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  • 4th Nov 2019

Beyond disclosure

This month, the Australian Securities and Investments Commission (ASIC) and the Dutch Authority for the Financial Markets (AFM) published their report calling time on disclosures. ‘Disclosure’ means requiring firms to provide more information to customers, in the hope that they can then make informed choices about what they buy. With extensive evidence and a contents page that reads like a charge sheet – ‘Simplifying disclosure does not solve complexity’; ‘Few consumers pay attention to disclosure’; ‘Warnings can backfire’ – the report takes apart the idea that this alone can be a panacea.

This leaves us with a hard question: if disclosure isn’t enough, where should financial regulators look next? We think one answer is to start holding firms accountable for the outputs of customer decision-making (“Do your customers buy the product that actually turns out to be right for them?”) as much as for the inputs (“Is it theoretically possible to make the right choice based on the information provided?”). 

We already know that thoughtful, situation-specific nudges can make a big difference. At BIT, we’ve seen how adding a simple credit card repayment slider can increase average repayments (from £225 to £276), or how a one-page ‘Pensions Passport’ can multiply the number of people engaging with retirement planning tenfold (from 1% to 11%). 

But case-by-case interventions don’t solve the basic asymmetry between resource-constrained regulators on the one hand, and an inventive financial sector with control over the ‘choice architecture’ of consumers’ decisions on the other. A company that can decide how offers are presented, when and where they are made, who they are marketed to, and how they are personalised has everything it needs to frustrate the best intentions of regulators. Indeed, ASIC reports that its own superannuation dashboard fell foul of this: firms gamed the metrics, and in reality only a tiny fraction of consumers were able to navigate the information correctly.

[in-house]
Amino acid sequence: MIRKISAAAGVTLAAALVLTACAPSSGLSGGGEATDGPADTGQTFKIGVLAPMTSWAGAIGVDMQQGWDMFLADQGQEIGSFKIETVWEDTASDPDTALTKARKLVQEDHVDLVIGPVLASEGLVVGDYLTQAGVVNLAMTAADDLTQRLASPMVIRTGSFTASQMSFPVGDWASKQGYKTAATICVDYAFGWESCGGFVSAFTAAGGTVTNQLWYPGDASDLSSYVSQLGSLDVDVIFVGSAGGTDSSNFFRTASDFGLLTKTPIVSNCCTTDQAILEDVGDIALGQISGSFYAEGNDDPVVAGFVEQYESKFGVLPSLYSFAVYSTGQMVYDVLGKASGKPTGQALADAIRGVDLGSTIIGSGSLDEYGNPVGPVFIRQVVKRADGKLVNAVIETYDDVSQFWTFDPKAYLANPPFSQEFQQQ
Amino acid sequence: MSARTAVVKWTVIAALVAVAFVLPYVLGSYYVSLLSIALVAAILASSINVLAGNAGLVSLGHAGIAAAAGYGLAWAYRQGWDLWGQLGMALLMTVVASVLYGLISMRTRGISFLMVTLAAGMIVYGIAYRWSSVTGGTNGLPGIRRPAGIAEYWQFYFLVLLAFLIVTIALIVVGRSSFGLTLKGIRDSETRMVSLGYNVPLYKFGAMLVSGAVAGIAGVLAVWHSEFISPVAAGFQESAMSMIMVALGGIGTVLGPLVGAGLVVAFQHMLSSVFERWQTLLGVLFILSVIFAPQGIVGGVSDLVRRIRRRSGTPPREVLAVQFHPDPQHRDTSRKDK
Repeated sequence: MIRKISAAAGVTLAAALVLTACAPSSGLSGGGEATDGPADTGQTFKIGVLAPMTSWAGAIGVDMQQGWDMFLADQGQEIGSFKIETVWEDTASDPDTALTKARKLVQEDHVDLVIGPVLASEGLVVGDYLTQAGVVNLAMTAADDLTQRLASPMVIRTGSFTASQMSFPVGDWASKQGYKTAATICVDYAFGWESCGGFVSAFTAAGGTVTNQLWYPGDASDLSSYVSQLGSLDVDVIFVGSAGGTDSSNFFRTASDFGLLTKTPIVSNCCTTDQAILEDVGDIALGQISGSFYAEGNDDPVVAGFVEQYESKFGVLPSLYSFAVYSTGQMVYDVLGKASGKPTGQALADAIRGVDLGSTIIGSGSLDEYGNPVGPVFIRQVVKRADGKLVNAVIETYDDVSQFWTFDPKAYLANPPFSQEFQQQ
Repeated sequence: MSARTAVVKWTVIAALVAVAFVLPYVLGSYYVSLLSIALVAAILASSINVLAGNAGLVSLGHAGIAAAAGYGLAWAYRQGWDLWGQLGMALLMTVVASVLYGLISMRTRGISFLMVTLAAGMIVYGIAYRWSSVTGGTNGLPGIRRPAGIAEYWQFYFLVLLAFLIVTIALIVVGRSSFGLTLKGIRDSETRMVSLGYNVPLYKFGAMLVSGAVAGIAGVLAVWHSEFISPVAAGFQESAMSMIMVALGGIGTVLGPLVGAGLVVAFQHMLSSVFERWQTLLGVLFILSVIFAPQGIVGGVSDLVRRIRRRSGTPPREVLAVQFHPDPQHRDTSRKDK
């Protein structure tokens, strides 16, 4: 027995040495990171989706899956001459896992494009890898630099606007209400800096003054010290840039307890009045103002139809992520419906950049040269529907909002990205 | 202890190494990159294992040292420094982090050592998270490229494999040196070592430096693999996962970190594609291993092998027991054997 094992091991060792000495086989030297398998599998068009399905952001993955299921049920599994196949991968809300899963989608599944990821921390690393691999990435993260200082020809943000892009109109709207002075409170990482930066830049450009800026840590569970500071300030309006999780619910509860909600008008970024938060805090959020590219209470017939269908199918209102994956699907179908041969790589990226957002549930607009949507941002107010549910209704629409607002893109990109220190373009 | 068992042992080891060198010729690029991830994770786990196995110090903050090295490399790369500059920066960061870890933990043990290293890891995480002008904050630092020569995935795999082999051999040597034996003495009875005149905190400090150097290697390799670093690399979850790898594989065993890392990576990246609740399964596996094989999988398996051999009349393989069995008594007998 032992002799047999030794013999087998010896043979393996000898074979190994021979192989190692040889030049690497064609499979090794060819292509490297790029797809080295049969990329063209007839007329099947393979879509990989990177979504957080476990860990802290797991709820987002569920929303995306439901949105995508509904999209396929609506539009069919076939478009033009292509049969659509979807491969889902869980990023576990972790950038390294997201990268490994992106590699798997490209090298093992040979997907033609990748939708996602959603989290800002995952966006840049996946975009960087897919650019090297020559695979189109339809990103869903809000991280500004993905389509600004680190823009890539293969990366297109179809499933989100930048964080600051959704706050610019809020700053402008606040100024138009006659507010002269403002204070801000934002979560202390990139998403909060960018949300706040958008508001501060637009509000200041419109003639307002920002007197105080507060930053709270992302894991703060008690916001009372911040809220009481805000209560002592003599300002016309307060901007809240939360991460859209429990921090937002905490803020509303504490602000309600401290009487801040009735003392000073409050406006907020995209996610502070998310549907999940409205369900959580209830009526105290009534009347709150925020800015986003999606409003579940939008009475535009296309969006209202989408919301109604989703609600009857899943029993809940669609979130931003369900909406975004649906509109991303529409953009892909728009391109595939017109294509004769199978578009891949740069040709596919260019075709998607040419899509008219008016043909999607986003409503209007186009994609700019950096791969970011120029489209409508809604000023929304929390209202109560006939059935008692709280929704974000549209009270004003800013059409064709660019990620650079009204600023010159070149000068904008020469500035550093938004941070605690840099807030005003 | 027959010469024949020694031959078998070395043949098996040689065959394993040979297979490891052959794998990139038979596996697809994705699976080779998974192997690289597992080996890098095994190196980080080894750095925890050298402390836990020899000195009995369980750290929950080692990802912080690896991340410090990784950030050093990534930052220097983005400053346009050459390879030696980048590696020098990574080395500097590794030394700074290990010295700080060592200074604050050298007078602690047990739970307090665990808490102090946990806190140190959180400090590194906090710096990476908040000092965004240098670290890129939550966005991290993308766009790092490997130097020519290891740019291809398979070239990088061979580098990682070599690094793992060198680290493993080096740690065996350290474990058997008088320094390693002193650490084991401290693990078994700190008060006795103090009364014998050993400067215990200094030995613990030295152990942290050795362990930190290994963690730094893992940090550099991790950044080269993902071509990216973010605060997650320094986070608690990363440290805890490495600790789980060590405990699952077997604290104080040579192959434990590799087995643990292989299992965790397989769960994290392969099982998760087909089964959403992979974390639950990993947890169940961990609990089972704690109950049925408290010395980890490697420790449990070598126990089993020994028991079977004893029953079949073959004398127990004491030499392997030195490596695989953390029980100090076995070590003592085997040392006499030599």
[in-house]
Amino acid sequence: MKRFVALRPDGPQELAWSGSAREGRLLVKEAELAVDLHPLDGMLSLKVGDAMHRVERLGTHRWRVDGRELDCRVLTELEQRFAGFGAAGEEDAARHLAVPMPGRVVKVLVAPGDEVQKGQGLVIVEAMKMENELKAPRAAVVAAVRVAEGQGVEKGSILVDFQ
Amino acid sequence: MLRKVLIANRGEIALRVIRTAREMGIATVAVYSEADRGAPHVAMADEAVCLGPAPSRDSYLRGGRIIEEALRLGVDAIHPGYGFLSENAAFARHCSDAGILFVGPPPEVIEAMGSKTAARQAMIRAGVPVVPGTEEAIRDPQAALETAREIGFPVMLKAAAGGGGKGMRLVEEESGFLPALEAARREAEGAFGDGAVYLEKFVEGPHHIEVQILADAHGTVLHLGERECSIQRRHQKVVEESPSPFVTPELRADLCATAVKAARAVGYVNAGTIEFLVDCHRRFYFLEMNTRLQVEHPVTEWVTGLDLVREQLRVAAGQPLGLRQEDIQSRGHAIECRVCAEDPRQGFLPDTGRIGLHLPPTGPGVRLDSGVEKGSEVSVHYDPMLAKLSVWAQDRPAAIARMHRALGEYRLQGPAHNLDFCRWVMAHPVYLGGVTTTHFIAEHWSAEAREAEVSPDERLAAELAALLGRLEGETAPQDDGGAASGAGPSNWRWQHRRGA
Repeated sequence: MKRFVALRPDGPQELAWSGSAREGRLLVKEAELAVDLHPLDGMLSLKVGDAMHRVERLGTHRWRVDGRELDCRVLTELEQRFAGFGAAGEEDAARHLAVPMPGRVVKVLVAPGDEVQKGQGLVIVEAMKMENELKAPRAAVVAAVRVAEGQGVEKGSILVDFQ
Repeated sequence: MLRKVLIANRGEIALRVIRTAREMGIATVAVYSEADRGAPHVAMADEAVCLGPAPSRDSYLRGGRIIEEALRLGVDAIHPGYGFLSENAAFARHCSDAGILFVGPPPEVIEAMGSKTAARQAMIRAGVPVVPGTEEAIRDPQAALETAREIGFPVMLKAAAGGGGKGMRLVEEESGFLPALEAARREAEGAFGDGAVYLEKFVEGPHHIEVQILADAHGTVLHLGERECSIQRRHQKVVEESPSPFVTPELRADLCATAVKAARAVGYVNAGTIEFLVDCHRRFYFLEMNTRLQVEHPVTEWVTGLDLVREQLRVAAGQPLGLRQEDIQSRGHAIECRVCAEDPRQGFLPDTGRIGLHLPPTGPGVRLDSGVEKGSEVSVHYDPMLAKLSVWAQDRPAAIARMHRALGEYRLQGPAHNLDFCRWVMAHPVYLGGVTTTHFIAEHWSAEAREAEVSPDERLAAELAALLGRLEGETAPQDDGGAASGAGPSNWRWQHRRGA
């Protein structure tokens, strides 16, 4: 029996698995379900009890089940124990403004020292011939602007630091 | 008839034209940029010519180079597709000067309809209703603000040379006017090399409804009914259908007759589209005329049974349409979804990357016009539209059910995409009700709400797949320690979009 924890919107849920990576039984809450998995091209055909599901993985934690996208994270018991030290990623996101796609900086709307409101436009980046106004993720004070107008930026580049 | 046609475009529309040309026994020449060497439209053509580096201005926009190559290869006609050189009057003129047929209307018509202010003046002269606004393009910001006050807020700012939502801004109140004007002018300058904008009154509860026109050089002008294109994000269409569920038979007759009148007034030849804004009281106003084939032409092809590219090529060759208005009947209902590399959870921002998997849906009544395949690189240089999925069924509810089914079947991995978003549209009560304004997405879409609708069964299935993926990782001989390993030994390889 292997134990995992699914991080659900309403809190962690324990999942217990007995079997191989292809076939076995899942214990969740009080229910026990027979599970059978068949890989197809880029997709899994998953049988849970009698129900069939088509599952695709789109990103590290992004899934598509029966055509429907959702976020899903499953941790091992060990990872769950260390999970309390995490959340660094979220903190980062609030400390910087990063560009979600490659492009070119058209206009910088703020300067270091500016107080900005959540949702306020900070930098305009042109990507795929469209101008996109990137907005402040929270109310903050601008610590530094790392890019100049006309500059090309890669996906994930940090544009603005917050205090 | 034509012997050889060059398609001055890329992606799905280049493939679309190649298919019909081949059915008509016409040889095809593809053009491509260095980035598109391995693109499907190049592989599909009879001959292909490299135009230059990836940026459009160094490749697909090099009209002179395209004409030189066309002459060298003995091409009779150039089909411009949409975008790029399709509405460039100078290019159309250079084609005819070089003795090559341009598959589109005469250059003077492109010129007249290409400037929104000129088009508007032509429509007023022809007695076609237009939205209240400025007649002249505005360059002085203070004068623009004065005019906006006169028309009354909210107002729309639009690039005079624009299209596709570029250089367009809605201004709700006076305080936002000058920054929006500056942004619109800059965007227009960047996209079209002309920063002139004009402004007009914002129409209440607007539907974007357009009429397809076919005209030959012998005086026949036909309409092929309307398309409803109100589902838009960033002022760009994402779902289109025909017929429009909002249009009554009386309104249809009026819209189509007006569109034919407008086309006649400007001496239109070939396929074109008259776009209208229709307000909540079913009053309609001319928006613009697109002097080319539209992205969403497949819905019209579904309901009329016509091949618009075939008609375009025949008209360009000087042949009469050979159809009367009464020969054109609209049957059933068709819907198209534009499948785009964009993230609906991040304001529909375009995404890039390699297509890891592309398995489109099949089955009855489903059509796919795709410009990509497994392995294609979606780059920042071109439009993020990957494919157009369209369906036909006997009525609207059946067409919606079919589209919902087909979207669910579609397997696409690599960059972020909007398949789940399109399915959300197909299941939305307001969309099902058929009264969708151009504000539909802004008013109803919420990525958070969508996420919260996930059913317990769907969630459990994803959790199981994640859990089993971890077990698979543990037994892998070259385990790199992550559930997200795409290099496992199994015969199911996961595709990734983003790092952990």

An alternative course is to take a stronger line on the relative merits of the products being offered. Richard Thaler has written about “no-brainer” options in health insurance, which are better in every way than ‘dominated’ alternatives offered by the same firm. When companies persist in offering these dominated alternatives, whether by accident or design, they are setting a kind of trap. The consumer is faced with a ‘decision’ which is less like picking what flavour of ice-cream they want, and more like a maths question with a set of trick answers. 

In extreme cases, we can be mathematically certain that a product would be a bad choice for everyone, under all circumstances. But regulators don’t have to suspend judgment in situations which are less clear cut. They can instead start asking (and answering) some empirical questions:

  • For a given product class, how much variation in consumer needs is there really? 
  • Are there products which in reality would be a bad choice for most consumers, most of the time? 
  • In practice, are consumers finding the options that are right for them, or are they falling through trap doors? 
  • And can we use data to make this objective? For example, can we use consumers’ spending and repayment patterns on a credit card and to say with certainty if they would have been better with an alternative plan to the one they chose?

These are hard questions to answer, but they could eventually make parts of regulators’ jobs easier. Holding companies accountable by scrutinising the actual choices of a random sample of customers means that you no longer need to check every detail of their product information packages or automated phone warnings. 

At the moment, regulators have to play whack-a-mole with firms’ lazy or hostile choice architecture: fix one problem, and another pops up. As ASIC and AFM’s report shows, this is a losing battle. We should instead push for a world where it is the responsibility of those firms to stop posing trick questions, and to start letting their customers skip to the answer.*

 

* Ryan Buell’s recent experiment suggests that this might not be so bad for firms either: being upfront about the trade-offs between different types of credit card increased usage, and cut cancellation rates by 20.5%.

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